Swill is our bi-monthly column dedicated to liquor, wine, beer, and every other delicious dram that falls under the broader umbrella of booze. But it’s more than just tasting notes scribbled on a cocktail napkin — Swill is about getting outside of your comfort zone, trying new things, and exploring the big, wide world of libations. One week you might catch us halfway through a bottle of single-malt scotch, and the week after that we might be buzzing on some Ugandan moonshine made from bananas. This column is just one big boozy adventure, so grab yourself a glass and join us for another round.
In my opinion, the advent of American- or New Western-style gin is one of the most exciting developments to hit the booze scene in recent memory. In case you haven’t noticed, gin has been experiencing a renaissance over the past decade or so. Slowly but surely, distillers have broken free from the categorical boundaries of “dry gin,” and are now expanding what the spirit can be. In other words, gin isn’t just about juniper anymore. Sure, juniper berry is and always will be one of the predominant ingredients in gin, but nowadays artisan distillers are inviting other botanicals into the mix. The walls have been broken down, and now the spectrum of flavors you can find inside a bottle of gin is now almost immeasurably broad.
I’ve tried some absolutely ridiculous gins in the past couple years, and just when I was starting to get the feeling that I’d seen it all, I came across a new dram that completely blew my mind this past weekend: Gompers Small Batch American Gin. Go out and find a bottle of it — it’s unlike any gin you’ve ever tasted before.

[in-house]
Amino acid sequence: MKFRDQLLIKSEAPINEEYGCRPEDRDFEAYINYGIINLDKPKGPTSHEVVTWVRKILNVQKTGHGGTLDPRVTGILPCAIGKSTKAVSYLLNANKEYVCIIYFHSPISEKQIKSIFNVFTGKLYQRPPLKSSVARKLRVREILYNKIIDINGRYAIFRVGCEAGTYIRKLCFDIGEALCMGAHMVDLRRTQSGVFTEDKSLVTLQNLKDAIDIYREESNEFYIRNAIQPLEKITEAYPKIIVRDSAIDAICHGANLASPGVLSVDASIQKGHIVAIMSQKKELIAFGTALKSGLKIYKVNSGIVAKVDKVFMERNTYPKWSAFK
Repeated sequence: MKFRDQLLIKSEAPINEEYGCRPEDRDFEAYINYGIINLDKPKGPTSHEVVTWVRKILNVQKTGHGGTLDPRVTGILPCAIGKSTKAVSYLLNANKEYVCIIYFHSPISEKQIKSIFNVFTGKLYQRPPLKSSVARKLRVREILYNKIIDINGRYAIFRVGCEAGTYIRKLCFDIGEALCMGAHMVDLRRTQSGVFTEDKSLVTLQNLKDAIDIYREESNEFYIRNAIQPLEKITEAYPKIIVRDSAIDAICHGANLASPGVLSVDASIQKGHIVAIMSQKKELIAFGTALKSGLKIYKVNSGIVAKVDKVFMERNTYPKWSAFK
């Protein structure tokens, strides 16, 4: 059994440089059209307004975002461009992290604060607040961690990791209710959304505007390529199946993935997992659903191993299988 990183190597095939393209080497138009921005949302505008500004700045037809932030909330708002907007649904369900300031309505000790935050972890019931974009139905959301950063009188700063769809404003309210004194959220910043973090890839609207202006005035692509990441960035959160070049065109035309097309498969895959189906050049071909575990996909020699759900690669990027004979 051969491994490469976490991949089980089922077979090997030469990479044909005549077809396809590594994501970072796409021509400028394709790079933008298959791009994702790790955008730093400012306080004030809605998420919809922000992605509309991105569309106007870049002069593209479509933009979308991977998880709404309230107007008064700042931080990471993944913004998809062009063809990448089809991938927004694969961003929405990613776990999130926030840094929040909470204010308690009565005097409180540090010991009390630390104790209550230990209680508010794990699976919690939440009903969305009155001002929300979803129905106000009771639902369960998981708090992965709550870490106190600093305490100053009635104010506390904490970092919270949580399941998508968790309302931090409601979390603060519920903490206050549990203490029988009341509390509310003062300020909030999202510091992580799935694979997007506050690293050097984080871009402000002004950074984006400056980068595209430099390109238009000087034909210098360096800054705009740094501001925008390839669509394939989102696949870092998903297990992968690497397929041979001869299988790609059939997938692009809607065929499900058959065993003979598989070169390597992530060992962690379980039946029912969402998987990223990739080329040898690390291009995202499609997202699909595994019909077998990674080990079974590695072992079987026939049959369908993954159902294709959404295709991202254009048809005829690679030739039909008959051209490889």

Most gins lean toward either the citrusy side of the spectrum, or the floral/botanical/herbaceous side. Gompers is definitely on the citrus end, but it’s also got an interesting and unorthodox ingredient inside that takes it in a completely different direction: pear. Juniper berry is still very much up front, but the sweet flavor of golden pear is almost its equal here, with a subtle hint of lavender sneaking up from below to round everything out. It’s one of the most sippable gins I’ve ever encountered.
It’s great with just a splash of soda, or poured liberally into a puddle of tonic. It mixes well with just about any fruit juice, and if you’d rather forego any additives, it tastes fantastic just by itself — even at 90 proof. Even if you don’t like gin, you’ll probably like Gompers.
I suggest you drop what you are doing and go find yourself a bottle immediately. It’s still pretty small right now, so you might have some trouble tracking it down outside of Oregon, but it’s well worth the hunt. Find out more here.
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